28 Jul 2021
History of Mediterranean Food.
Mediterranean food is famous all over the world and typically when we think about this cuisine we think about olive oil, hummus, pita bread, feta cheese, and other staples. However Mediterranean food is much more than that; it has been influenced by a variety of cultures throughout the millennia and today it is considered to be not only one of the most delicious but also one of the healthiest cuisines in the world. So let’s have a look at how this world-famous cuisine was born and what it consists of.
Mediterranean food and ancient Egypt.
It is noteworthy that the ingredients we nowadays associate with the Mediterranean cuisine were first widely consumed by ancient Egyptians as far back as the third century A.D. however the Mediterranean food didn’t get its name until the 1950s which is when this cuisine was first separated from the rest in a cookery book.
In case you’re not sure what Mediterranean food consists of exactly let’s have a look at some of the most common elements.
Most common ingredients in Mediterranean cooking.
The fruit of an olive tree is the heart of Mediterranean cooking. Thanks to the hot and dry Mediterranean climate olives have always grown here in abundance. Even though people from that region were exporting a lot of olive oil (and still do) they had more than enough left over to put it in almost all of their dishes (cold and hot appetizers, salads, stews, roasts, later on pasta, etc.)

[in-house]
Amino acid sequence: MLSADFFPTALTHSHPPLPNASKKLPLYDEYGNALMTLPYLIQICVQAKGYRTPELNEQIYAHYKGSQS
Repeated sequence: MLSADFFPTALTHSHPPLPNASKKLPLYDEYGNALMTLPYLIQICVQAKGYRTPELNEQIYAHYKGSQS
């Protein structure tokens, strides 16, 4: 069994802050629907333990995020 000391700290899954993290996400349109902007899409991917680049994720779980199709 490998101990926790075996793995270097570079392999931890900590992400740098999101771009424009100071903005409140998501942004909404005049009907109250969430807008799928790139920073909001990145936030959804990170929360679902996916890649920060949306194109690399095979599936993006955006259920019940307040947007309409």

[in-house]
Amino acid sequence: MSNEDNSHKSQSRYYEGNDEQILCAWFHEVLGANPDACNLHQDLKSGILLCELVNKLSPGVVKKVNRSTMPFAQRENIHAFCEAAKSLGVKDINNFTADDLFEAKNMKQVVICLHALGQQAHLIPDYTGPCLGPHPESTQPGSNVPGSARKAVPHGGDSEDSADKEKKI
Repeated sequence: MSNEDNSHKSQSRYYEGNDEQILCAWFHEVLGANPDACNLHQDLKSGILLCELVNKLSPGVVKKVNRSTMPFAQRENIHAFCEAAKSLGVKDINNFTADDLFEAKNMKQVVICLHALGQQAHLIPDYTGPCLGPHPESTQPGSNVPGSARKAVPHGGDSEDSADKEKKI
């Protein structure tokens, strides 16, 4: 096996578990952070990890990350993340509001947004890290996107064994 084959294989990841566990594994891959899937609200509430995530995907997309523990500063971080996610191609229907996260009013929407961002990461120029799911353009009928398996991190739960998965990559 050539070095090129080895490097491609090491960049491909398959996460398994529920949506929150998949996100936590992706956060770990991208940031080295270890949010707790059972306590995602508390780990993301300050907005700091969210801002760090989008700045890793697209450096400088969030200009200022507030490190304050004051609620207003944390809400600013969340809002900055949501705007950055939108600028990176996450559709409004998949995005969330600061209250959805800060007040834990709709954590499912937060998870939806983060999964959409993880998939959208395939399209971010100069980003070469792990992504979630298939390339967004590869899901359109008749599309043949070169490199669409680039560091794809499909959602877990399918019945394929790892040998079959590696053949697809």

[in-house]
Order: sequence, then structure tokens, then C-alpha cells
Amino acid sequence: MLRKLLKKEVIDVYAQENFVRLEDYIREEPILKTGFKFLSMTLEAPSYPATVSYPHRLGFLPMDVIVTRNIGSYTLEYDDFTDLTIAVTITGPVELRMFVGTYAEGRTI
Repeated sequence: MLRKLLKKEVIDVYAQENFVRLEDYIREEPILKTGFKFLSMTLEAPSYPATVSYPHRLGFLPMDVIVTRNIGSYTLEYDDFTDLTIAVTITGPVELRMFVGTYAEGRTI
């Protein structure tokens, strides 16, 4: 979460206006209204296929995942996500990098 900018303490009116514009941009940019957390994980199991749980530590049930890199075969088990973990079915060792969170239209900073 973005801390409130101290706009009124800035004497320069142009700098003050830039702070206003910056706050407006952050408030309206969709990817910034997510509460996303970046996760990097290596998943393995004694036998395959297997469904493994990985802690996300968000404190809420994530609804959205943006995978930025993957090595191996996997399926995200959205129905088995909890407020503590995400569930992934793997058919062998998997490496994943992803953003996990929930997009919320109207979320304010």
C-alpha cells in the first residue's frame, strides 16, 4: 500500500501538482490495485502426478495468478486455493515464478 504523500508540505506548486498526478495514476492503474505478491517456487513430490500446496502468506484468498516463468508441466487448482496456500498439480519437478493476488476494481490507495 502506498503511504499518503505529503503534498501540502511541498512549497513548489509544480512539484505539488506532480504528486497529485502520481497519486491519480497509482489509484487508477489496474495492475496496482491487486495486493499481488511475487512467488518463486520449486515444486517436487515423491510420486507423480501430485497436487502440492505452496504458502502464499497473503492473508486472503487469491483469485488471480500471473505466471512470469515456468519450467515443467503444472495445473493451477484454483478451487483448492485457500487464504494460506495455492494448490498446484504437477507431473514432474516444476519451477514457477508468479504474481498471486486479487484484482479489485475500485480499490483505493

The Mediterranean region also has a perfect climate for growing grapes (with a wide range of flavors). Other than being eaten raw as a fruit grapes have also been used here for thousands of years to make wine, to add extra flavor to salads, and they have even been baked into bread. And Mediterranean people figured out a way not to let the superfluous grapes go to waste by turning them into raisins.
Also, any Mediterranean restaurant worth their salt will have a wide variety of vegetables on offer. Artichokes, eggplant, tomatoes, cucumber, spinach, onions, lettuce, and other veggies can be grilled, puréed, sautéed, or simply served fresh in various salads. And since people there have always had access to vast Mediterranean Sea it isn’t surprising that seafood is also one of the staples.
History of Mediterranean cuisine.
While many cuisines in the world can trace their origin to one major source Mediterranean food is more of a compilation of culinary trends that stood the test of time after being introduced to the region by a variety of settlers.
Depending on the geographical region of the Mediterranean the cooking methods and ingredients can vary greatly. So, although French, Spanish, Italian, and Greek cuisines all share some common characteristics and can be classified as Mediterranean they, of course, have their unique traits as well.